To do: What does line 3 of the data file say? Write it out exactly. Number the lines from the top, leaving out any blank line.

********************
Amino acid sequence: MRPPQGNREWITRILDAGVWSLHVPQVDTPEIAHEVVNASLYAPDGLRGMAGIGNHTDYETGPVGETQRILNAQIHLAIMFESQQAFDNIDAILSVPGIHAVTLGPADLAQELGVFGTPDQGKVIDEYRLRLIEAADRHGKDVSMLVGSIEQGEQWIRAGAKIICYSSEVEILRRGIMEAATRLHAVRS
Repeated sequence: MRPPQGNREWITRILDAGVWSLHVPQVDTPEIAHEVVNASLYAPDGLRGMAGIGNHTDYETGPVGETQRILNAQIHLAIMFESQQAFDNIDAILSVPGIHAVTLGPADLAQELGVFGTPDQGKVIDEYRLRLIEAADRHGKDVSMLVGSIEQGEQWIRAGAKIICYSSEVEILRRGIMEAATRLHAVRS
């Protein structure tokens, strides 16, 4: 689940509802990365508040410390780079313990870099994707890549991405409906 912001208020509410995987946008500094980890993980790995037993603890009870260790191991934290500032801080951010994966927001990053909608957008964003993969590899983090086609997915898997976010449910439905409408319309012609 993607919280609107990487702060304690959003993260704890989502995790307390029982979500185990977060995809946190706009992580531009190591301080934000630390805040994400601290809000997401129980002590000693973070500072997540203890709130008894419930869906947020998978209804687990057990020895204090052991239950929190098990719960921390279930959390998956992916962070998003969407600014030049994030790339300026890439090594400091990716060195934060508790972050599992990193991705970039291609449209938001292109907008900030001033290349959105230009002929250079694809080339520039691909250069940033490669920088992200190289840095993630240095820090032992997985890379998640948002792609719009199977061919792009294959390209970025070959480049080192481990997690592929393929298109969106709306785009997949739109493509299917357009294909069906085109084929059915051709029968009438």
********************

């Protein structure tokens, strides 16, 4: 689940509802990365508040410390780079313990870099994707890549991405409906 912001208020509410995987946008500094980890993980790995037993603890009870260790191991934290500032801080951010994966927001990053909608957008964003993969590899983090086609997915898997976010449910439905409408319309012609 993607919280609107990487702060304690959003993260704890989502995790307390029982979500185990977060995809946190706009992580531009190591301080934000630390805040994400601290809000997401129980002590000693973070500072997540203890709130008894419930869906947020998978209804687990057990020895204090052991239950929190098990719960921390279930959390998956992916962070998003969407600014030049994030790339300026890439090594400091990716060195934060508790972050599992990193991705970039291609449209938001292109907008900030001033290349959105230009002929250079694809080339520039691909250069940033490669920088992200190289840095993630240095820090032992997985890379998640948002792609719009199977061919792009294959390209970025070959480049080192481990997690592929393929298109969106709306785009997949739109493509299917357009294909069906085109084929059915051709029968009438």